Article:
Abstract 147: Cell Selective Cardiovascular Biology of mPGES-1
Background— Global deletion of mPGES-1 attenuates the response to vascular injury without increasing predisposition to thrombogenesis or hypertension. However, enzyme deletion results in cell specific differential utilization of accumulated substrate. Here, we generated mice deficient in mPGES-1 in vascular smooth muscle cells (VSMC), endothelial cells (ECs) and myeloid cells to further elucidate the cell selective roles of this enzyme in cardiovascular biology.
Results— VSMC and EC mPGES-1 deficient mice were generated by mating mPGES-1flox/flox mice with SM22Cre or Tie2Cre mice respectively. Blood pressure was unaltered in these mutants at baseline or in response to a high salt diet. The propensity to induced thrombogenesis in a microvascular preparation was similarly unaltered. By contrast, both mPGES-1flox/floxSM22Cre and mPGES-1flox/floxTie2Cre mice exhibited a markedly exaggerated neointimal hyperplastic response to wire injury of the femoral artery compared to their mPGES-1flox/flox littermate controls (intima to media ratio 4.36 ± 0.63, 3.27 ± 0.23 versus 2.04 ± 0.31, p<0.01, n=8-13). The severity of neointimal hyperplasia was associated with increased proliferating cell nuclear antigen (PCNA) and tenascin-C (TN-C) expression. Macrophage mPGES-1 deficient mice (Mac-mPGES-1-KO) were generated by mating mPGES-1flox/flox mice with LysMCre mice. In these mice, the hyperplastic response to vascular injury was dramatically suppressed (intima to media ratio 2.59 ± 0.18 versus 1.47 ± 0.25, p<0.01, n=10) as was the expression of PCNA and TN-C. In vitro, conditioned medium derived from LPS-primed Mac-mPGES-1-KO macrophages was less potent than that from Mac-mPGES-1-WT macrophages in inducing VSMC proliferation and migration.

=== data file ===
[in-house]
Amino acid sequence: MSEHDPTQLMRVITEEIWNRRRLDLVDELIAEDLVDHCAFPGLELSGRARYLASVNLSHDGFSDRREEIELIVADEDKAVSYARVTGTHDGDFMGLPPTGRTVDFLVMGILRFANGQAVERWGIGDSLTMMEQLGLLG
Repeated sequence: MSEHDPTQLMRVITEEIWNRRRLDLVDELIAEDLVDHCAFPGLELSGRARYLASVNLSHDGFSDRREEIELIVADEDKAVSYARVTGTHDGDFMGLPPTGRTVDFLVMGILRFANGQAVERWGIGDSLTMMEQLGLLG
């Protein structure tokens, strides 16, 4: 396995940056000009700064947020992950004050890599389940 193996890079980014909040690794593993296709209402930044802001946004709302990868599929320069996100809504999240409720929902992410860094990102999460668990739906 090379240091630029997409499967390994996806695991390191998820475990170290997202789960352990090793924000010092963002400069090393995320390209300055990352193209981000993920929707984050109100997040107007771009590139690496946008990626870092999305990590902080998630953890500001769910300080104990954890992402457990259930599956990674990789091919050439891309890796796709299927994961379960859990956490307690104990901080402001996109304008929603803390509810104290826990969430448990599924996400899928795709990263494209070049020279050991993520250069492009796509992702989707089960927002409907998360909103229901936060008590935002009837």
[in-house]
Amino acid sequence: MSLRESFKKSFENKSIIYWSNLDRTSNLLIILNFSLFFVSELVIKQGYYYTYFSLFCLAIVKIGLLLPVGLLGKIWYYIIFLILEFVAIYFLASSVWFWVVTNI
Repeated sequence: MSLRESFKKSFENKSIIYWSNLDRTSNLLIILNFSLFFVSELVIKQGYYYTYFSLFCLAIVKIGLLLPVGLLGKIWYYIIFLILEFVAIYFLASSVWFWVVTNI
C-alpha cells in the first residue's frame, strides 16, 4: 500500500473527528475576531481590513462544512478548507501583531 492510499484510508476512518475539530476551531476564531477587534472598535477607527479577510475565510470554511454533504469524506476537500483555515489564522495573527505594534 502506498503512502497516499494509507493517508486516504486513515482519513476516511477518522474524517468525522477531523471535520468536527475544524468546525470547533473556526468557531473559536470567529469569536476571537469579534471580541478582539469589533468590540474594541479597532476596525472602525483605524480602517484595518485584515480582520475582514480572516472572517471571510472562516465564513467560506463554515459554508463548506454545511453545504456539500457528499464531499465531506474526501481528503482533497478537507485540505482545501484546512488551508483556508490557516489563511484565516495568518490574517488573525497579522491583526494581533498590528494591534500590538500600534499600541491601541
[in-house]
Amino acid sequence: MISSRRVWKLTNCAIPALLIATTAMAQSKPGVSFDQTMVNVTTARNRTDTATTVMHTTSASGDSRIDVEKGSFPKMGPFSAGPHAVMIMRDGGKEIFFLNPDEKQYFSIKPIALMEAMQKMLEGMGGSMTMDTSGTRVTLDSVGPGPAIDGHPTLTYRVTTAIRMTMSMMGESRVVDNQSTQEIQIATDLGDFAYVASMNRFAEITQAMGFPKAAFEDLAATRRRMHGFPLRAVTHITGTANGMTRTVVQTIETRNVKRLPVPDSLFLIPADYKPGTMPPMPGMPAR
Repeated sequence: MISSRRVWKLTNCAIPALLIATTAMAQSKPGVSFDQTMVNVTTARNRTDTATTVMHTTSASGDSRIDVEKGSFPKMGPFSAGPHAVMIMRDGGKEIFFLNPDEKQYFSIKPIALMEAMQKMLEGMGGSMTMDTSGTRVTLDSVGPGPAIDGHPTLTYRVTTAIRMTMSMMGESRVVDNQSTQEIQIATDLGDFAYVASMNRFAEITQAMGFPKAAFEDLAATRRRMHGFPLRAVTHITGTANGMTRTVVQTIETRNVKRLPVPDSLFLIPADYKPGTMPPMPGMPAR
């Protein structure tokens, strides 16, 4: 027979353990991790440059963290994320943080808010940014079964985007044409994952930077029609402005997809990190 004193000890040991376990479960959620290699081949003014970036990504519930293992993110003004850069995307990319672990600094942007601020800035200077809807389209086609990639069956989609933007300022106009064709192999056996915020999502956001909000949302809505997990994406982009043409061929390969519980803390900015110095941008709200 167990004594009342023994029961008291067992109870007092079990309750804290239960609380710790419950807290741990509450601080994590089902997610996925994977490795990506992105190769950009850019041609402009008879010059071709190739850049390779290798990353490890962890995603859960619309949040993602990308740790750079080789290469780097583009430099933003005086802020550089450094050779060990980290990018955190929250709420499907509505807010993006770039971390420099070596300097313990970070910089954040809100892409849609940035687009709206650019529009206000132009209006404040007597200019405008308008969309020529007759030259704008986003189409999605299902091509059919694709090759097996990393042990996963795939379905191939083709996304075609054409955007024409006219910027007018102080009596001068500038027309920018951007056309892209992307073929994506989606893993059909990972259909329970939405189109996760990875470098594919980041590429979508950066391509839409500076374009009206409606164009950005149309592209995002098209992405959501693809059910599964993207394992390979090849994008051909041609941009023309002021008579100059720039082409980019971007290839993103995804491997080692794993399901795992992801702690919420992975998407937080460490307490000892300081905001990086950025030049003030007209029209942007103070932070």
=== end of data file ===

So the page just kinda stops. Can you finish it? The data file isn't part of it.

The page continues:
Conclusions— Deletion of mPGES-1 in vascular vs. myeloid cells results in contrasting vascular phenotypes. While enzyme knocked out in vascular cells does not augment thrombosis or predispose to hypertension, EC and VSMC mPGES-1 restrains the response to vascular injury. mPGES-1 in myeloid cells, by contrast, promotes the response to vascular injury and represents a potential therapeutic target.
- © 2012 by American Heart Association, Inc.